The cast inside of THE ROOST’s main narrative doesn’t fare as well, unfortunately. West casts a quartet of unknowns (Karl Jacob, Vanessa Horneff, Sean Reid, and Will Horneff) that are most likely friends of his from film school or from local auditions. The characters are standard horror archetypes: the bookish nerd, the sassy girl, the stubborn stoner, and the virtuous alpha male. Not a lot is required of the actors other than to scream and run on cue, which to be fair, they all do effectively. Otherwise, the performances are wooden and uninspired. There’s a reason why none of them broke out along with West in the wake of the film’s success. On the brighter side, Fessenden himself appears towards the end in a cameo as a tow-truck driver attacked by the flock of bats.

MV5BMjA4Njk5MzM0NV5BMl5BanBnXkFtZTcwNTgzNTYyMQ@@._V1_Of the filmmakers in my generation, West is unique in that he mostly shoots on film. Since he’s also shot a feature on video, I don’t think he necessarily prefers film to video, but I do think his old-fashioned aesthetic demands film because video can’t replicate it (at least it couldn’t when THE ROOST was made). West is a capable cinematographer in his own right, but he’s probably like me in that his shooting on actual film tests the limits of his skills when he’s also directing. The mechanics and mathematic calculations inherent in film is best left to a dedicated cinematographer, so West entrusts the Super 16mm photography to DP Eric Robbins. The aesthetic of THE ROOST is relatively unadorned, with the majority of camerawork being handheld. Robbins’ lighting setup is low-key, with lurid colors similar to the carnival-esque aesthetic of Rob Zombie’s HOUSE OF 1000 CORPSES (2003). It embraces the lo-fi natures of 16mm film, creating a similar look to the heyday of VHS horror. The color red is used specifically for effect, popping out of the darkness and flashed in gory freeze frames. The Frighthouse Theatre segment gets its own particular look, with black and white photography filtered to resemble an old TV broadcast. Production Designer David Bell populates the set with loads of cheesy gothic objects and dressing, completing West’s tongue-in-macabre-cheek vision.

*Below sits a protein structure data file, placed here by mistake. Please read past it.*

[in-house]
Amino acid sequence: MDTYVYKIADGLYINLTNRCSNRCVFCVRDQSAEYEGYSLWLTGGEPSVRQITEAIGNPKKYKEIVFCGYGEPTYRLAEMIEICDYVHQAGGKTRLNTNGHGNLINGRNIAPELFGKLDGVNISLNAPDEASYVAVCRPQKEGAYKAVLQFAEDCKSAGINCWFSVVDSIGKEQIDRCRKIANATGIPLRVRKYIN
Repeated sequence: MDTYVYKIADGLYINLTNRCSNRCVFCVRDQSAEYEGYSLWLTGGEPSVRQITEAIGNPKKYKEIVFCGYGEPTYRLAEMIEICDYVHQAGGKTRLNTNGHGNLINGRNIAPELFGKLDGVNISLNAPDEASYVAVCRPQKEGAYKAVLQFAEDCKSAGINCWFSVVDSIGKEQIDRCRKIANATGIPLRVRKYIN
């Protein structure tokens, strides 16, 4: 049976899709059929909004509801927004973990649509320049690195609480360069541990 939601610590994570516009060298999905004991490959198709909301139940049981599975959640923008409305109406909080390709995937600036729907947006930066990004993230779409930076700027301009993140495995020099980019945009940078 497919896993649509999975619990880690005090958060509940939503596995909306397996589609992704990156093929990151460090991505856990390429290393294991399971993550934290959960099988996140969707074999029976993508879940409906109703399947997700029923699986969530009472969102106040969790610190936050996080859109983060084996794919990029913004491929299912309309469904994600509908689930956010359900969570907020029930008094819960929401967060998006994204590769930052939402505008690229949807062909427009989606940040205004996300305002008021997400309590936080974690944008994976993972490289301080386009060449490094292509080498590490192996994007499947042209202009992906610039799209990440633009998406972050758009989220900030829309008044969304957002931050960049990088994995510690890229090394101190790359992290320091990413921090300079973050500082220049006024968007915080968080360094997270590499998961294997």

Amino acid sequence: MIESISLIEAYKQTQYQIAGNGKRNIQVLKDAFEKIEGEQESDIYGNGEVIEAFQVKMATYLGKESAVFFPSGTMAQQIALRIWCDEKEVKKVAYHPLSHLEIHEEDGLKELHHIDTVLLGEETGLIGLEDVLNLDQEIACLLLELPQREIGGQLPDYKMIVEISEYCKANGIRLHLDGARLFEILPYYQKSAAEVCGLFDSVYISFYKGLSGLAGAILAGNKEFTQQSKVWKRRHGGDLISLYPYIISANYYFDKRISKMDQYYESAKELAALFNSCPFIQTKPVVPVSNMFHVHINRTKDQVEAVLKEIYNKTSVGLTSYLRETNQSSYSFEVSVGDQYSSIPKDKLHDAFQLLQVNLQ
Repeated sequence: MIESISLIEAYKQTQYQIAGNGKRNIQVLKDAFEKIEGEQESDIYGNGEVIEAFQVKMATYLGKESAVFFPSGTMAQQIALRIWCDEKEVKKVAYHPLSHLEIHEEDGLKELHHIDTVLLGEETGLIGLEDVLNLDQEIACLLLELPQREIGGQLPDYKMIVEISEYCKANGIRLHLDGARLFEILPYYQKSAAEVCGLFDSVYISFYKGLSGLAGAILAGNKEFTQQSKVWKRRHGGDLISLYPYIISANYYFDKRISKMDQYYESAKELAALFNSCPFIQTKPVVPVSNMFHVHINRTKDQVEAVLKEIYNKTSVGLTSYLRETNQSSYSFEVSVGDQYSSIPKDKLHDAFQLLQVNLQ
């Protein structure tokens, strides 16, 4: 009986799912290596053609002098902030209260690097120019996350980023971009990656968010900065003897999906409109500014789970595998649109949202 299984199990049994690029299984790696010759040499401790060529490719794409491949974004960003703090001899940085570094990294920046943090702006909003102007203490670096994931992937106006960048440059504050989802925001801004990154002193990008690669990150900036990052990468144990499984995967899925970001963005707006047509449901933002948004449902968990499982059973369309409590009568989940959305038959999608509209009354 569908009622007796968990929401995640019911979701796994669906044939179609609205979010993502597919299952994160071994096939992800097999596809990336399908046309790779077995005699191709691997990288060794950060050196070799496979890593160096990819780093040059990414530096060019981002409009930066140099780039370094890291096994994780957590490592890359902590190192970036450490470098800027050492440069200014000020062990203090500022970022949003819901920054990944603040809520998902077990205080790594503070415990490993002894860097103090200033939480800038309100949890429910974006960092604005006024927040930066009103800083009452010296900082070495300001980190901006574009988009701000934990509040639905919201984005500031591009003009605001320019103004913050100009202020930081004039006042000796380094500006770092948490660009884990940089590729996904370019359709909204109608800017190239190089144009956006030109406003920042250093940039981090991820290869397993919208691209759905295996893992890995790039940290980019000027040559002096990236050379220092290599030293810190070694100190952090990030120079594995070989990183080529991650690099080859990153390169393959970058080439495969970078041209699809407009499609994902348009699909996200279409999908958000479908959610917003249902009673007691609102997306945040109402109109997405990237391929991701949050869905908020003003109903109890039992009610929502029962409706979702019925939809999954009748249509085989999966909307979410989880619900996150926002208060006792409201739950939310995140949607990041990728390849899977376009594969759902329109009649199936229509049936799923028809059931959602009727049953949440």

West also incorporates storytelling elements whose influence comes from unexpected places, like Michael Haneke’s FUNNY GAMES (1997). Three quarters of the way through the film, the story abruptly ends with the surviving characters giving up and accepting their fate. Noonan’s unhappy host returns, expressing his disapproval of the ending, so he actually rewinds the film and plays it back to show the alternate, definitive ending. Haneke did the same thing in his film, toying with his audience by presenting false hope only to snatch defeat from the jaws of triumph.